Bryan Kohberger appears to have this in common with convicted serial killers

Bryan Kohberger, who is accused of killing four University of Idaho students, leaves after an extradition hearing at the Monroe County Courthouse in Stroudsburg, Pa., Tuesday, Jan. 3, 2023. (AP Photo/Matt Rourke, Pool) (Matt Rourke, Copyright 2023 The Associated Press. All rights reserved.)

With the arrest of 28-year-old Bryan Kohberger, who is accused of killing four college students in Moscow, Idaho, there seems to be one common thread between Kohberger and other prominent serial killers.

Kohberger was a Ph.D. student at Washington State University who studied criminal justice and criminology, and if he is ultimately found guilty of the crimes, won’t be the first serial killer who studied crimes and law enforcement extensively.

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Dennis Rader, otherwise known as “BTK,” and Joseph James DeAngelo, known as the “Golden State Killer,” also studied criminology or criminal justice in college.

Kerri Rawson, the daughter of Rader, recently has said her father might have had contact with Kohberger from his prison cell.

Rawson mentioned that while Kohberger was a master’s student, he studied under Dr. Katherine Ramsland, a professor at DeSales University in Pennsylvania who is an expert and an author on serial killers and mass murderers.

Ramsland wrote the book “Confession of a Serial Killer: The Untold Story of Dennis Rader, the BTK Killer,” and Rawson admitted that Ramsland’s connections to both Rader and Kohberger might have led those two men to get in contact.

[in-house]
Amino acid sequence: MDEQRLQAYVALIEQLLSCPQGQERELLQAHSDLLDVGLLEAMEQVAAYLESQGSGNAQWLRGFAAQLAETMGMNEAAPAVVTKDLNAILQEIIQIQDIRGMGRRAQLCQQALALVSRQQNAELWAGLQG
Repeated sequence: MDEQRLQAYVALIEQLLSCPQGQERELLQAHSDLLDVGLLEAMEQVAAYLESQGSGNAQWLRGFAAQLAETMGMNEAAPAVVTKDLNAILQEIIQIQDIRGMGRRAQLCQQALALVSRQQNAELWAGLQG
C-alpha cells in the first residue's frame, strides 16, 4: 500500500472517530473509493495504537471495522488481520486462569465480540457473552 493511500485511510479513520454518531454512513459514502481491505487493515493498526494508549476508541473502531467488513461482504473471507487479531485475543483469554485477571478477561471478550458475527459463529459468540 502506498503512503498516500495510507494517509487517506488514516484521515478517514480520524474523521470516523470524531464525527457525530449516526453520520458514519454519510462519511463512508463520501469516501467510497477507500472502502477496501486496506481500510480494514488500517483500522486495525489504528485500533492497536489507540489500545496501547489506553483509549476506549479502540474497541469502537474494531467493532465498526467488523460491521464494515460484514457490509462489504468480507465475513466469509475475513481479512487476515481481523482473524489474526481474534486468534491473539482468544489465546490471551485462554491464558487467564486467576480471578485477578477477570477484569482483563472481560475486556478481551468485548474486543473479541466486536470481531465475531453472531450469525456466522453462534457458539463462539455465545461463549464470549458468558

“It’s really common in general for people in the public, or criminology students especially, to correspond with my father via letters and sometimes talk to him on the phone,” Rawson said on Fox News Channel’s “America’s Newsroom.”

“And since Dr. Ramsland had a long term, several years academic, intimate relationship with my father and a personal friendship, I wouldn’t be surprised if Kohberger tried to contact my father or had contact. At this point, we don’t have proof of it. We would need to see letters either at Kohberger’s home or in my father’s jail cell.”

Rawson went on to say it’s common for students to be assigned to contact criminals for research purposes.

“Professors try to reach out to my father from an academic standpoint, because it’s rare to be able to pick the brain of a true psychopath and have them at least be willing to talk to you,” Rawson said.

Whether or not it’s determined that Kohberger actually had contact with Rader, it’s definitely been a pattern where serial killers are trying to emulate convicted murderers.

“We’ve had other cases where offenders have been in areas of study that more or less prepare them to commit a crime,” former senior FBI profiler Mary Ellen O’Toole said to CNN.

Dennis Rader (BTK)

Rader was convicted of killing 10 people between 1974 and 1991 and was known to send taunting letters to media members and law enforcement, according to Biography.

Rader knew intricacies of police and crimes after majoring in Administration of Justice, now known as criminal justice, at Wichita State. He graduated from there in 1979.

Rader also worked for the home security company ADT.

Joseph James DeAngelo

Known as the “Golden State Killer,” DeAngelo also had extensive knowledge of law enforcement and crimes, according to the Los Angeles Times.

He earned a bachelor’s degree in criminal justice from Sacramento State University in 1971, and then had further police training before serving as a burglary unit police officer in Exeter, California from 1973 to 1976.

DeAngelo was eventually fired from his job as a police officer in Auburn, California after being arrested for shoplifting in 1979.

About the Author

Keith is a member of Graham Media Group's Digital Content Team, which produces content for all the company's news websites.